Pizza Cake

By: Morris Gleitzman

This is a book about many things. Open these pages and you will find out how to survive a deadly situation with a paper clip. You may find the courage to face up to scary things by eating a certain type of pizza. Then again you may simply relate to being part of a strange, weird and annoying family, and find the ability to make friends in the most unexpected of places. Of course it could be worse, you may find yourself in a reality where teachers get paid better than rock stars.

With a collection of short stories it can be difficult to summarize a book, suffice to say, this is a collection of witty, clever and just plain funny stories, from an author that speaks a language young readers understand and enjoy. Some of these stories are a little ridiculous, and some have a little hidden meaning if you care to scratch under the surface. With these stories Gleitzman has taken some familiar concepts (vampires, embarrassing parents and sibling rivalries) and had a little fun with them.

As with any story collection there will be certain tales that jump out at a reader, I know which of these stories are my faves, just like I’m sure many a reader will be happy to romp through this collection in search of their own. If you’re a fan I don’t really need to say anything else, and if you’ve never sampled, then Pizza Cake is a pretty tasty place to start.

Publisher: Puffin

Published: 31 October 2011

Format: Paperback 160 pages

Categories: Fiction, Short Stories

ISBN 13: 9780143305989

Purchase: here or use Booktopia logo on the side of the page

ALMA Nominees 2012

184 candidates from 66 countries are nominated for the Astrid Lindgren Memorial Award 2012. This was revealed at the Frankfurt Book Fair on Thursday October 13th 2011.

Over one hundred expert organisations from all over the world have nominated the candidates. The recipient or recipients of the Astrid Lindgren Memorial Award will be announced on March 20th 2012.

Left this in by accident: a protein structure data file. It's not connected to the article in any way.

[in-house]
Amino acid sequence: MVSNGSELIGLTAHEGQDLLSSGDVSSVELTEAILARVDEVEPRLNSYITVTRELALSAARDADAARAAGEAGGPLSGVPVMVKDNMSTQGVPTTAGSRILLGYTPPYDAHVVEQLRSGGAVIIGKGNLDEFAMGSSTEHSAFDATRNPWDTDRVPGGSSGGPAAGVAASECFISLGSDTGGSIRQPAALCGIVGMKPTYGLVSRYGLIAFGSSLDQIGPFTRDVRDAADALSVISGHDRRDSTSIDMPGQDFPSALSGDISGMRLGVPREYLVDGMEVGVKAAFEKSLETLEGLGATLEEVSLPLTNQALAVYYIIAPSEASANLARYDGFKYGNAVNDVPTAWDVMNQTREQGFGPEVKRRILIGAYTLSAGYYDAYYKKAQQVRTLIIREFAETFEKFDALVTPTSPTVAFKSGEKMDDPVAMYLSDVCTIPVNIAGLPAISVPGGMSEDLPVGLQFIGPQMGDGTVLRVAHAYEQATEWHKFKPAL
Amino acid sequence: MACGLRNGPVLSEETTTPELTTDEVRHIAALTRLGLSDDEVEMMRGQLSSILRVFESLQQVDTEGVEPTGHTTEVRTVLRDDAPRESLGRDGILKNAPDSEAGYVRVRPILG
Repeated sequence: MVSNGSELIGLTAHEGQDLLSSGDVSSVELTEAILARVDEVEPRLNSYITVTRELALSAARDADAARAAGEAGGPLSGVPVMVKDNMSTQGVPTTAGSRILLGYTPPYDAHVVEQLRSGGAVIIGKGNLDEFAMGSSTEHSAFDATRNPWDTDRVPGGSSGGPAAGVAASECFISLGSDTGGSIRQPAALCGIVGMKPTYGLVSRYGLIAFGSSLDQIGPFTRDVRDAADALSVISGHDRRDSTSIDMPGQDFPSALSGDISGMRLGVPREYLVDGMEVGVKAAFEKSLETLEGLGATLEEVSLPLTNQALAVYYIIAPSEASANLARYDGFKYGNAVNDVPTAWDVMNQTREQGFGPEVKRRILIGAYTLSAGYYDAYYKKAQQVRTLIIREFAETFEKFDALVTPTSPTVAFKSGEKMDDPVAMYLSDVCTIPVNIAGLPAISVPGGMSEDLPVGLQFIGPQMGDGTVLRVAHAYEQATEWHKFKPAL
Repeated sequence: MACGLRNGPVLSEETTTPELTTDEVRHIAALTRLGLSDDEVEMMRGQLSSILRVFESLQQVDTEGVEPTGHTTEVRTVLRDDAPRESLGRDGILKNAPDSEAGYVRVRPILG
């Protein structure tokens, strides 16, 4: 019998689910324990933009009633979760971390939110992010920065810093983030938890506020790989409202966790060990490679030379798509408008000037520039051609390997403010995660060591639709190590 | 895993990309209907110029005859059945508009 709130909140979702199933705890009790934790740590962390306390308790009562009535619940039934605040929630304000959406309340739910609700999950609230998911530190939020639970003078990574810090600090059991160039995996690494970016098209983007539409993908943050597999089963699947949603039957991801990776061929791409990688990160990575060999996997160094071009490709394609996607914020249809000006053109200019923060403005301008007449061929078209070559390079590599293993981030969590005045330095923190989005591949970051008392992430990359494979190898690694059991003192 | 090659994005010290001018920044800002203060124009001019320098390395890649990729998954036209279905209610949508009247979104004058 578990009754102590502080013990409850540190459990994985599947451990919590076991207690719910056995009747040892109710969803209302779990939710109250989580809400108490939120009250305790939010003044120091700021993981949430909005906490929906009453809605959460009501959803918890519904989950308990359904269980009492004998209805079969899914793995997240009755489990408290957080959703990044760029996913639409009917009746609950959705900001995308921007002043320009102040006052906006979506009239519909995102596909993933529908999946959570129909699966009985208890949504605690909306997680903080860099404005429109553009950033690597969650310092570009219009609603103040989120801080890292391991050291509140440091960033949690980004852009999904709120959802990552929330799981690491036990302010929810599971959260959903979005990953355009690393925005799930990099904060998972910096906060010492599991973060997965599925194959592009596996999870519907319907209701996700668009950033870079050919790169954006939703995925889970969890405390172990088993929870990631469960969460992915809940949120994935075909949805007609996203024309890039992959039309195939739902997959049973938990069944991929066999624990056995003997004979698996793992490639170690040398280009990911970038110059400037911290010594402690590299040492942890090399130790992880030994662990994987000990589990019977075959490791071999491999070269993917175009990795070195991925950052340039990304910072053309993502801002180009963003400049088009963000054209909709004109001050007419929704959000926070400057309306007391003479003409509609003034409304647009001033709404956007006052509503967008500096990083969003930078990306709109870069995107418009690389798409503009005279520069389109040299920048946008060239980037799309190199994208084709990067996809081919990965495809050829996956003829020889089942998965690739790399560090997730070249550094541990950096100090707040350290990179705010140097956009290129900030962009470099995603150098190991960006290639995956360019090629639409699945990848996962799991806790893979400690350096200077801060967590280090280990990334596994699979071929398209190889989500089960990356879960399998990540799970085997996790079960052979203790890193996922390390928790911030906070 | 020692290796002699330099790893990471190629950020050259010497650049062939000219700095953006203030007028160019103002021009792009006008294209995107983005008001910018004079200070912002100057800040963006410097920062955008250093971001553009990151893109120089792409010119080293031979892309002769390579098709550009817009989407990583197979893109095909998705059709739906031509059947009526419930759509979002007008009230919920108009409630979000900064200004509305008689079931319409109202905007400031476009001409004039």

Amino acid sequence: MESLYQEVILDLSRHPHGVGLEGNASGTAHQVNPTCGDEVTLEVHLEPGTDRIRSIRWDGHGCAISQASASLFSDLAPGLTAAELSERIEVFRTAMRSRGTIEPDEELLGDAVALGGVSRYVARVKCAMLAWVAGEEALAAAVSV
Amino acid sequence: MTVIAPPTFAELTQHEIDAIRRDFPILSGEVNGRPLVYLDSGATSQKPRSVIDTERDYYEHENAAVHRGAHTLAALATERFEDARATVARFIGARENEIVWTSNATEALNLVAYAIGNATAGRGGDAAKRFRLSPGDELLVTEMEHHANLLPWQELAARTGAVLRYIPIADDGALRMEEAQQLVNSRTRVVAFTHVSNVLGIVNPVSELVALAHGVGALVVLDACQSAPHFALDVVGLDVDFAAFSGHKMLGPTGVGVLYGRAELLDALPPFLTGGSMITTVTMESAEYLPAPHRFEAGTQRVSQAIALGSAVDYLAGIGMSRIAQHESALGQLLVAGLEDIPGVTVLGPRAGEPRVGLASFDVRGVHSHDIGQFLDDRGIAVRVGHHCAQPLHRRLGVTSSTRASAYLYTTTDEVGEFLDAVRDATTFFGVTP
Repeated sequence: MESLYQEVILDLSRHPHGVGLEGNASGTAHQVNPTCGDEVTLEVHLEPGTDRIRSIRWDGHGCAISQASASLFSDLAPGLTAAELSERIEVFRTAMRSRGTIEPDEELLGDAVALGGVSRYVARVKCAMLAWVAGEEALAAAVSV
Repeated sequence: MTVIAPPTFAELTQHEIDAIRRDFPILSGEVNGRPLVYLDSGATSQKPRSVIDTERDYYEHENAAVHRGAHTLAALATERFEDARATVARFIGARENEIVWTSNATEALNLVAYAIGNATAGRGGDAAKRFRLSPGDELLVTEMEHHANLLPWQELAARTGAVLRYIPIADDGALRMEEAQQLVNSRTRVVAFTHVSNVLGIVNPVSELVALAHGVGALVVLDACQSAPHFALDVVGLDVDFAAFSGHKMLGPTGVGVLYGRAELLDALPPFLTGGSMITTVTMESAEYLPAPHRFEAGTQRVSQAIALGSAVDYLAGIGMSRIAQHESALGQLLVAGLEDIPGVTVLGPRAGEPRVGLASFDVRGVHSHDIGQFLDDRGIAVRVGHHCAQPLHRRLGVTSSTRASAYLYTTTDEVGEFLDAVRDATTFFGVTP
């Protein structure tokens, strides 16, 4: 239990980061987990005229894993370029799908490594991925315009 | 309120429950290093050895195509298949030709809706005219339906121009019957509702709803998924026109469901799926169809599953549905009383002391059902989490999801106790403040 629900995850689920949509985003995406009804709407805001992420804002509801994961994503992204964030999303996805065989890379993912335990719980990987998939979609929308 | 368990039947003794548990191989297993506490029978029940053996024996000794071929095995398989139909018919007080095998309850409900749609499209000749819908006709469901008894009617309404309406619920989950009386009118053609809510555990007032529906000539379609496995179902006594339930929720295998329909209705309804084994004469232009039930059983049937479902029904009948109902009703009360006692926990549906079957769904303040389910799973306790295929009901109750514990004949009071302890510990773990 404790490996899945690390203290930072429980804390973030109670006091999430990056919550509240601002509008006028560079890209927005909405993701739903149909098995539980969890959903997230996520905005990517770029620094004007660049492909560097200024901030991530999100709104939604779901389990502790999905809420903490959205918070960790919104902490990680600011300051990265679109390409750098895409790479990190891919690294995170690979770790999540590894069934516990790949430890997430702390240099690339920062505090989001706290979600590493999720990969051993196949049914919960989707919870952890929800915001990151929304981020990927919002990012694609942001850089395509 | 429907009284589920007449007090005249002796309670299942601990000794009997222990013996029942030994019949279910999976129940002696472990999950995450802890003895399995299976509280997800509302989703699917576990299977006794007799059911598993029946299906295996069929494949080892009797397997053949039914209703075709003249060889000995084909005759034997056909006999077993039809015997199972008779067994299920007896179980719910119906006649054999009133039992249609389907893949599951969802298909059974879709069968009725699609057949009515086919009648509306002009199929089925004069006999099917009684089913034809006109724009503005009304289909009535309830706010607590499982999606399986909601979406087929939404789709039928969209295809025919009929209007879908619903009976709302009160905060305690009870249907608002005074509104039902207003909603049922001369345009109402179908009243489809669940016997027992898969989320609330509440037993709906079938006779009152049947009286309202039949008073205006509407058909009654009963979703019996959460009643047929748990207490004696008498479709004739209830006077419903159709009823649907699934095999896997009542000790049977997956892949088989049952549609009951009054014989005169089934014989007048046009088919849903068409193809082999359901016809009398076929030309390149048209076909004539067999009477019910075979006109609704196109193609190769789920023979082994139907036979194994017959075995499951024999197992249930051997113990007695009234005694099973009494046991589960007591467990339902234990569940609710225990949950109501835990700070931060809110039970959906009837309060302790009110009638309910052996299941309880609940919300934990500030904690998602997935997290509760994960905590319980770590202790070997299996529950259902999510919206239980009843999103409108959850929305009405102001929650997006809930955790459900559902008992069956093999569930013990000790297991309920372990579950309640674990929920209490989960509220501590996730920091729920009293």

Here are some of the authors you may be familiar with:

Allan Ahlberg

David Almond

Quentin Blake

Eric Carle

Joy Cowley

Hazel Edwards

Michael Foreman

Neil Gaiman

Morris Gleitzman

Margaret Mahy

Michael Morpurgo

Meg Rosoff

There are of course many other names of authors/illustrators/individuals/organisations who have contributed to children’s literacy and the full list can be found here.

A huge congratulations must go out to all these incredible people and organisations.

ABIA 2011

The Australian Book Industry Awards have been announced.

The relevant winners for us here are :

International Success of the Year 2011

 

 

 

 

 

 

 

 

 

 

 

 

Penguin Group Australia, for Once, Then and Now

Book of the Year for Younger Children (age range 0 to 8 years) 2011

Noni the Pony, written and illustrated by Alison Lester, published by Allen & Unwin

Book of the Year for Older Children (age range 8 to14 years) 2011

Conspiracy 365, written by Gabrielle Lord, published by Scholastic Australia

2011 ABIA Awards – Finalists Announced

The finalists for this year’s Australian Book Industry Awards (ABIA) have been announced. The winners will be announced on Monday 25 July during the 2011 ABA Conference.

International Success of the Year 2011

Allen & Unwin, for Tales from Outer Suburbia (Shaun Tan)

Hachette, for The Red Tree (Shaun Tan)

HarperCollins, for The Innocent Mage (Karen Miller)

Penguin, for Once, Then and Now  (Morris Gleitzman)

Book of the Year for Younger Children (age range 0 to 8 years) 2011

All Through the Year (Jane Godwin, illus by Anna Walker, Penguin)

Feathers for Phoebe (Rod Clement, HarperCollins)

Maudie and Bear (Jan Omerod, illus by Freya Blackwood, Little Hare)

Mirror (Jeannie Baker, Walker Books)

Noni the Pony (Alison Lester, A&U)

The Legend of the Golden Snail (Graeme Base, Penguin)

Book of the Year for Older Children (age range 8 to 14 years) 2011

Conspiracy 365 (Gabrielle Lord, Scholastic)

Graffiti Moon (Cath Crowley, Pan Macmillan)

Shakespeare’s Hamlet (illus by Nicki Greenberg, A&U)

Museum of Thieves: The Keepers Book 1 (Lian Tanner, A&U)

Now (Morris Gleitzman, Penguin)

A big congratulations to all nominees.

Further details can be found here.